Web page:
This was the last movie that Jean Gabin and Arletty made together for Carné, the absence of Jacques Prévert as screenwriter (as he was on Le Jour Se lève) shows, the plot is rather confused and indecisive. Nevertheless, the photography on location in 1950s Paris is beautiful, many shots look like Brassai photographs, and the climactic scene in the seedy local boxing-ring has some of the same atmosphere as the great scenes in the popular theatre in Carné's masterpiece, "Les Enfants du Paradis". Arletty, by then over 50, is experimenting with playing a less glamorous, rather frumpy part, but she is still fascinating to watch. The thrill is in the ambiguous relationship between Gabin, as the ageing boxing coach, and his blond, sometimes hysterical protégé. There is an extraordinary scene in which he goes to get him back, when the boy has run away and is living in a run-down Algerian hostel. It isn't a great film, on the level of Hotel du nord or Les Portes de La Nuit, but it is well worth seeing for anyone curious about the French cinema in the period between the Occupation and the beginning of the Nouvelle Vague. It is available on video in France.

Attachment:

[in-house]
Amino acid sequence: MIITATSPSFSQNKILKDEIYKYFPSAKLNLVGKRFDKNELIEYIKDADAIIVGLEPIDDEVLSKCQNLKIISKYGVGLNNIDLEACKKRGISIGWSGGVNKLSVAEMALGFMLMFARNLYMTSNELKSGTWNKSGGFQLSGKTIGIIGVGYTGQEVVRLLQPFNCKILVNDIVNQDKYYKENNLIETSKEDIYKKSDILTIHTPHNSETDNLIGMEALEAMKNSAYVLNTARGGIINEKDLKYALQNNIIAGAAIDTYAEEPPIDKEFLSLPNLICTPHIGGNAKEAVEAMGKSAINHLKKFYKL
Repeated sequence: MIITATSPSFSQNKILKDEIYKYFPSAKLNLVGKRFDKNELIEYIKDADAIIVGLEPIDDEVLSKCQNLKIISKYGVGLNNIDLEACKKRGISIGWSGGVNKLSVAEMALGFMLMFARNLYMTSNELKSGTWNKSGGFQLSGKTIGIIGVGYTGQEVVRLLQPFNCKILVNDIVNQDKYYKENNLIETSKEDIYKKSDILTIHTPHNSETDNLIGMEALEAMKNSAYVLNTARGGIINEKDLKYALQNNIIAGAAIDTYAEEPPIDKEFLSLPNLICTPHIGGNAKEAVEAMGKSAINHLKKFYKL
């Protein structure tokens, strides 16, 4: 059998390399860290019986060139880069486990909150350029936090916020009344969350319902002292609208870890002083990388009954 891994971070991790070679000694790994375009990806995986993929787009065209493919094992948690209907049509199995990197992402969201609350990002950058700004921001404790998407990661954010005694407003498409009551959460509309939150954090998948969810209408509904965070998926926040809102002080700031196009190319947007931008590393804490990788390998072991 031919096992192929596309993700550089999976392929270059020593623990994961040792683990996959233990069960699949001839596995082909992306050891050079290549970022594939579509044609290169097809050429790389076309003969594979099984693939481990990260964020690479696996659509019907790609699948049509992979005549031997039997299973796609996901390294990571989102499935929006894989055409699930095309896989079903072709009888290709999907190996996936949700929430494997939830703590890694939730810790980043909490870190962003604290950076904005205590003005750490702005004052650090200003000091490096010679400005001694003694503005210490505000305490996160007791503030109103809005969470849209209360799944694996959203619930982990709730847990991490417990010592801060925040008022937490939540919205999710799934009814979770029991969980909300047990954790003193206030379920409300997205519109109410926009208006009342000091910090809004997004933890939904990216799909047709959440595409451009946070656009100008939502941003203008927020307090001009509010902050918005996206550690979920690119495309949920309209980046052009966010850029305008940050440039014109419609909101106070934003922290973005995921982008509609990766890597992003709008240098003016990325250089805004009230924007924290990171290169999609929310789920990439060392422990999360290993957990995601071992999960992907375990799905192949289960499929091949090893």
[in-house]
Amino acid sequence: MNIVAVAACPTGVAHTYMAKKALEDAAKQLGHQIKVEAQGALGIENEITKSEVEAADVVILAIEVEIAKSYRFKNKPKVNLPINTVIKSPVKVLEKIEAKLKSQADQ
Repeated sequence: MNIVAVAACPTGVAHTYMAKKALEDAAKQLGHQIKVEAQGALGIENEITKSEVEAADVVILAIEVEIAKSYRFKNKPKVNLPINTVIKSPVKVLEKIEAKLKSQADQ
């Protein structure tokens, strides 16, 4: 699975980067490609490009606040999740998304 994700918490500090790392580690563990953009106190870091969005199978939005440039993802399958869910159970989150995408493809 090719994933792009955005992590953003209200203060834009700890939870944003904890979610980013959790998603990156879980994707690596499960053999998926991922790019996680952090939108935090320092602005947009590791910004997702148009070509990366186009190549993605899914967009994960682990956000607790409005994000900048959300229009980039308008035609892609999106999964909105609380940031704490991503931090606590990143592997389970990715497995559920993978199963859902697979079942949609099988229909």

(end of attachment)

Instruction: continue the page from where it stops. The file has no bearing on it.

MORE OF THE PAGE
11 of 12 people found this review helpful.
Was this review helpful to you?